The Veg Plot

How to put up shed guttering

Our brand new shed is now fully upstanding, rising magnificently from the re-emerging nettle beds at the back of our allotment. Not only is it courting jealous glances from our allotment neighbours, its freshly felted roof is proving to be the ideal launchpad from which pigeons can launch their daring brassica raids on nearby plots.

We have, however, one final job to complete before we can hold an opening ceremony (after which we can start filling it with junk). We shall be installing guttering and a water butt – the advantages of this are twofold: to stop rain dripping off the roof and soaking the back of the shed, thus increasing the likelihood of premature rot; and to conserve precious rainwater with which to water our allotment veg. Having a handy water butt in situ will also save our poor old legs a walk to the nearest shared water trough. Admittedly, the closest water source to us is a 40 second round trip, but that’s 40 seconds extra weeding time in the bag, right?

The instructions below are for installing guttering on a pent shed… things get slightly more complicated (and expensive) if you’ve got an apex roof, where you’ll need to install guttering on three sides for maximum water channeling efficiency.

Parts you’ll need
For a 6×4, standard issue allotment shed, you’ll need to slide on down to your nearest hardware store and purchase the following items:

guttering_parts

 

A) 1 x 6ft+ section of guttering
B) 1 x 6ft length of pipe
C) 1 x downpipe junction
D) 3 x fascia brackets
E) 1 x downpipe bracket
F) 2 x 112.5 degree offset bend joints
G) 1 x guttering end cap (not essential, but looks neater)
H) 1 x water butt

Pick your butt
We got our water butt from Aldi. He’s a handsome green chap – slim-line and stylish (at least as stylish as a water butt can be), with the capacity for 100 litres of finest rainwater. Ours came complete with base, tap assembly and a down-pipe diverter for those wishing to install directly to an existing drainpipe.

For allotment purposes, it’s best to pipe directly from the guttering to maximize rain-collecting efficiency, so to connect our guttering assembly onto our newly purchased butt, we enlisted a little help from ‘Uncle Stanley*’.

guttering2

 

Get it straight
As any fule knows, water flows downhill, so the first thing you’ll need to find out is how level your shed is. A cock-eyed and crooked shed will determine the severity of which to angle your guttering, so whip out your spirit level and draw a straight line along the proposed guttering route.

The thirteen steps to gutter heaven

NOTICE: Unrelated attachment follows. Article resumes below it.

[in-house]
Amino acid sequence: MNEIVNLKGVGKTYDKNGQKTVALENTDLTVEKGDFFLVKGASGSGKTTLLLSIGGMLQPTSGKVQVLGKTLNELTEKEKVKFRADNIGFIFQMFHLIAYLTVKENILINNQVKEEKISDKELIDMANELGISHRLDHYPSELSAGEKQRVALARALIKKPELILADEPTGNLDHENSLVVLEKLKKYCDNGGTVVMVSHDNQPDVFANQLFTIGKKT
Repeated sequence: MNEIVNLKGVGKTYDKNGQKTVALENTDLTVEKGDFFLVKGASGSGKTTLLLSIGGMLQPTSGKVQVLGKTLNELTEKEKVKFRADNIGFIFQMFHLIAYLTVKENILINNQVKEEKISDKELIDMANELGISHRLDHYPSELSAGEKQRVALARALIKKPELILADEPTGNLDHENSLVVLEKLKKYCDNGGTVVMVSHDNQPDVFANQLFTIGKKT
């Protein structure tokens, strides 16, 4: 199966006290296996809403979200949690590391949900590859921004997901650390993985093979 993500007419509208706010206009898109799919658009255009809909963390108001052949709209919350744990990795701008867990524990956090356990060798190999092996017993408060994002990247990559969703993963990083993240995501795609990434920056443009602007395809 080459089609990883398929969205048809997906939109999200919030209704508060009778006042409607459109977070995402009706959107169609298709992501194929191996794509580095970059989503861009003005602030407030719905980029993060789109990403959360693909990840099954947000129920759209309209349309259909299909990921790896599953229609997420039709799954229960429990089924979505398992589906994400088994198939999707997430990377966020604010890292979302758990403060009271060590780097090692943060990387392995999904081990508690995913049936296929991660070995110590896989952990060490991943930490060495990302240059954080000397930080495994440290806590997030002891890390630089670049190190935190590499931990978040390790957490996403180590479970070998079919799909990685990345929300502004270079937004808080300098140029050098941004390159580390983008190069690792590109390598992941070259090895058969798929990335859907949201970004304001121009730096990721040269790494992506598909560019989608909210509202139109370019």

Step 1: For a 6×4 shed, position one bracket in the middle, and the other two roughly 20cm from each end. Working from the end furthest to your water butt, ensure each bracket is positioned at least 5mm lower than the previous one.

Step 2: Click your guttering into place, making sure it’s seated properly in the fascia brackets.

Step 3: Affix the downpipe bracket to the gutter end nearest your butt. This might require a bit of force, so try and flex the guttering so in engages properly in the downpipe clips.

Step 4: At this point, you’ll want to make sure your water butt is in position so you can see how much to trim your pipes, so drag it over and mount it on the stand (or fashion a stand out of bricks if your water butt didn’t come equipped)

Step 5: Cut in half your 6ft pipe, then insert one half into the down-pipe junction, ensuring the down-pipe sits flush against the side of your shed.

Step 6: Taking into account the amount of piping needed to reach your butt, mark off the correct length with a pencil, remove the pipe and trim to size.

Step 7: Refit the pipe, then attach one of the offset bend joins.

Step 8: Take the other cut pipe length and attach it to the join you’ve just affixed.

Step 9: Measure, remove and trim as required.

Step 10: Push on the remaining bend join.

Step 11: Shove the pipe into the hole cut by ‘Uncle Stanley’ and attach this to your pipework.

Step 12: You’ll undoubtedly need to jiggle the pipes around a bit, to get them to seat properly.  Remove, trim and reassemble if necessary.

Step 13: Finally, fix the mid section of your piping to the side of your shed with a pipe bracket to strengthen the construction, protecting it from strong winds and clumsy, rake-wielding gardeners.

Gutteral stop
Ta-da! Now stand back and admire your plastic masterpiece. Give it a test by pouring water onto your shed roof.
If your pipes hold true and your butt starts to fill – success! If you’re now standing in wet jeans, go back to step 1 and PAY ATTENTION.

The butt stops here
Before leaving your butt, fill it up with a few buckets of water. This will stop it blowing away should the weather turn gusty, and save you from being the laughing stock of the allotment as your empty butt tumbles across the plot like a horticultural katamari.

 

pipe_butt

*Uncle Stanley the Stanley knife

Note: the butt was sent to us by Aldi for review. It’s a good ‘un

30 Comments

  • Cracking tutorial. Anticipating delivery of my shiny new shed in a couple of weeks’ time, so plotting and planning for a double-butt set-up. Oooer-missus.
    Thanks also for the tip re the 5mm drop per bracket – obvious, but wouldn’t have thought of it!

    • Glad it’s helpful! Send us pics of your butt setup when finished, and we’ll post them online. Might even start a new regular section – ‘Show us your butt’.

  • How do you stop the guttering – even on a slope – acting like a dam when rain fall heaven and the water up – travelling and soaking up under the ashfelt into the shed roof. – have had guttering along the backside of my shed for quite a few years and that’s what it’s done – not all along – but in a foot strip half way along the length of the shed – how far below the roof edge should the guttering go and how big a gage should it be. – ? Mine is on a slope – but do wonder if it would be better off to take it off – don’t use butt any longer. – as there is no lack of rain in London